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NHS England will recruit 240 pharmacists for care homes

The pharmacists will review medication to help cut unnecessary hospital stays for elderly residents

Ingrid Torjesen

Friday, 16 March 2018

NHS England is to recruit and deploy 240 pharmacists and pharmacy technicians in care homes to help reduce overmedication and cut unnecessary hospital stays.

Around 180,000 people living in nursing or residential homes will have their prescriptions and medicines reviewed by the new pharmacists and pharmacy technicians.

Studies suggest up to one in 12 of all hospital admissions are medicines-related and two thirds of these are preventable, and care home residents are particularly vulnerable to admission for this reason as they often have one or more long-term health conditions. On average care home residents are prescribed seven medicines daily, and around 10% of people aged 75 and over are currently prescribed 10 or more medicines.

Trials of pharmacists reviewing medicines in care homes show that this improves patients’ quality of life by reducing unnecessary use and bringing down emergency admissions, with less time spent in hospitals.

Results from the six NHS England care homes vanguard sites piloting this approach showed a 27% cut in emergency hospital admissions, 7% fall in the use of oral nutritional support, 30% fewer ambulance call outs and drug cost savings of £125-305 per resident.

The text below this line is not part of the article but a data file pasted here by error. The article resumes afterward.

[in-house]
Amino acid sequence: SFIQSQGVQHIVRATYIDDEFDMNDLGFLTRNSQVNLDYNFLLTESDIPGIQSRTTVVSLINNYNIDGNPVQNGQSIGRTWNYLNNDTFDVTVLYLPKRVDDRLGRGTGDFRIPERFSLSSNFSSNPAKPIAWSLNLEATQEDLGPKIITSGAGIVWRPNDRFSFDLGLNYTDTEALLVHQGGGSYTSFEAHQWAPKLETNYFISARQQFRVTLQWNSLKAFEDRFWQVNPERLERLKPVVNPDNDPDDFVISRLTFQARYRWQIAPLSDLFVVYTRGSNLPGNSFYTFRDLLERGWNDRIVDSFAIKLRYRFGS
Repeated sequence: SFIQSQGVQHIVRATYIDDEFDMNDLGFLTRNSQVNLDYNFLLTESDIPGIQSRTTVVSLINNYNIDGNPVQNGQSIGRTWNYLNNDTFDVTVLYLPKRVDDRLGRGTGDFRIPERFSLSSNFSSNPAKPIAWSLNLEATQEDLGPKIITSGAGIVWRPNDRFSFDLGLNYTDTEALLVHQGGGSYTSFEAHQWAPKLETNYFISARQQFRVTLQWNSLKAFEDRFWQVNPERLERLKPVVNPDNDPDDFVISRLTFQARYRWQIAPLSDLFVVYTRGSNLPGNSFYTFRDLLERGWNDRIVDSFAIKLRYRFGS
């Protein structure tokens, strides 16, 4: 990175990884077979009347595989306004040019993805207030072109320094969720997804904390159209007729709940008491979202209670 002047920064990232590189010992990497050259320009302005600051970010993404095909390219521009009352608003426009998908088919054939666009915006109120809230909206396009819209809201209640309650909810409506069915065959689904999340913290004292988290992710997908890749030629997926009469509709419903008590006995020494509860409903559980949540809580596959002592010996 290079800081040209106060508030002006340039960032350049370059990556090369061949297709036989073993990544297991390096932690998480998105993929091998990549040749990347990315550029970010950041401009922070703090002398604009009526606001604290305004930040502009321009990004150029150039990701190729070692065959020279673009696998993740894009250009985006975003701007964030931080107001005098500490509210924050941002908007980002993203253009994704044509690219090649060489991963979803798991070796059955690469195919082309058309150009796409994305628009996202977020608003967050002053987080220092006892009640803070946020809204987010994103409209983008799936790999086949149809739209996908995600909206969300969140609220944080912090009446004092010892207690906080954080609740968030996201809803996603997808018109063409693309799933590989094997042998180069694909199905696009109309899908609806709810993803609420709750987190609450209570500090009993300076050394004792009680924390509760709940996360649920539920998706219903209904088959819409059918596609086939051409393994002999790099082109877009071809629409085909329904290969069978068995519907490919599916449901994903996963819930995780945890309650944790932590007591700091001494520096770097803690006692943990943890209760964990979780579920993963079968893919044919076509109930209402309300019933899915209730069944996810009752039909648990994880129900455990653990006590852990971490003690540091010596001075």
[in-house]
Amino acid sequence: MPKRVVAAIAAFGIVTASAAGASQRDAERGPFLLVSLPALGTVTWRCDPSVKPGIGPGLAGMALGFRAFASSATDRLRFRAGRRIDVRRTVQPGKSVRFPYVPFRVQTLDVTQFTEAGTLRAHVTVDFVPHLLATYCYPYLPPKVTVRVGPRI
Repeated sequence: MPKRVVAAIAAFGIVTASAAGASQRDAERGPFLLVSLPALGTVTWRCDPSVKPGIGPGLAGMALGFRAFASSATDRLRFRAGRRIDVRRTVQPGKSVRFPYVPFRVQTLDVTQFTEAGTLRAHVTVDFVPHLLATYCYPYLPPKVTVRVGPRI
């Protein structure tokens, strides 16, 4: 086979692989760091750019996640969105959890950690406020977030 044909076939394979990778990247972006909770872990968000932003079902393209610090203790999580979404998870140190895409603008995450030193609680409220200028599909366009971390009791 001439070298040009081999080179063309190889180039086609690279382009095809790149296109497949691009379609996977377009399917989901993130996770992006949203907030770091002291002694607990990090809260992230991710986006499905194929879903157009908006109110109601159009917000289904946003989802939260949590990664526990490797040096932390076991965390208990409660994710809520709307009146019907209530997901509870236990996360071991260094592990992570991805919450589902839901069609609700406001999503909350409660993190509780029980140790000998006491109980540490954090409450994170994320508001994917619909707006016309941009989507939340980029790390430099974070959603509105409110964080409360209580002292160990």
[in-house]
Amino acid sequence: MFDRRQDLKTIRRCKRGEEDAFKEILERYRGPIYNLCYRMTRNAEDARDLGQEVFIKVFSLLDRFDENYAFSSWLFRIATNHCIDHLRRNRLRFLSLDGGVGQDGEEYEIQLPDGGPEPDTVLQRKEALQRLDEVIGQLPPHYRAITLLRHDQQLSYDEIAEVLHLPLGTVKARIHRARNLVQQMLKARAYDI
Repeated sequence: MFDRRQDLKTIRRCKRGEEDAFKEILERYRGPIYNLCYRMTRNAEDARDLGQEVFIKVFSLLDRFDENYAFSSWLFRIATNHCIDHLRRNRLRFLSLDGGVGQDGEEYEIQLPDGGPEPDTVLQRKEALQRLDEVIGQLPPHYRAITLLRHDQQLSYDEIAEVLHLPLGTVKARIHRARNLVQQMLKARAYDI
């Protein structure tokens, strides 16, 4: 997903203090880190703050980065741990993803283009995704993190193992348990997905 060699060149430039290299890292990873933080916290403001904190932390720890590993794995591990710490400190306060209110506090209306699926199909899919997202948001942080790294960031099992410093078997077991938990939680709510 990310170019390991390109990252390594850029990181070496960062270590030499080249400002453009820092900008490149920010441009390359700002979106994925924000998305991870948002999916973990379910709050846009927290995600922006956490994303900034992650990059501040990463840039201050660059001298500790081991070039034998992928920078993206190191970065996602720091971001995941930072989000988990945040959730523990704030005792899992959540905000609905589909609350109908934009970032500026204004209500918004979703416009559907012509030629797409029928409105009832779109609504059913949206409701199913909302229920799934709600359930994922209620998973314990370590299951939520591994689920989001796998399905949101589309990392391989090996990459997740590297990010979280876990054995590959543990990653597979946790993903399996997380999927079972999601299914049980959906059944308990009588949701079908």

The use of clinical pharmacists and pharmacy technicians to undertake structured medicines reviews of all new and discharged care home residents in Northumberland showed that one hospital readmission could be avoided for every 12 residents reviewed. The pilot of the approach in 37 care homes in East and North Hertfordshire saved £249 per patient per year in drug costs.

Simon Stevens, chief executive of NHS England, said: “There’s increasing evidence that our parents and their friends – a whole generation of people in their 70s, 80s and 90s – are being overmedicated in care homes, with bad results. Let’s face it- the policy of ‘a pill for every ill’ is often causing frail older people more health problems than it’s solving. So expert pharmacists are now going to offer practical NHS support and medicines reviews in care homes across England.”

Sandra Gidley, chair of the Royal Pharmaceutical Society’s English Board, said: “This significant investment highlights the growing recognition that pharmacists who support care home residents can reduce medicines waste, improve efficiency and provide better health outcomes.

“Many pharmacists already play a vital role in care homes, including supporting other staff as part of a multi-disciplinary team, and we know that our members will welcome the opportunity to get more involved in providing direct patient care.”

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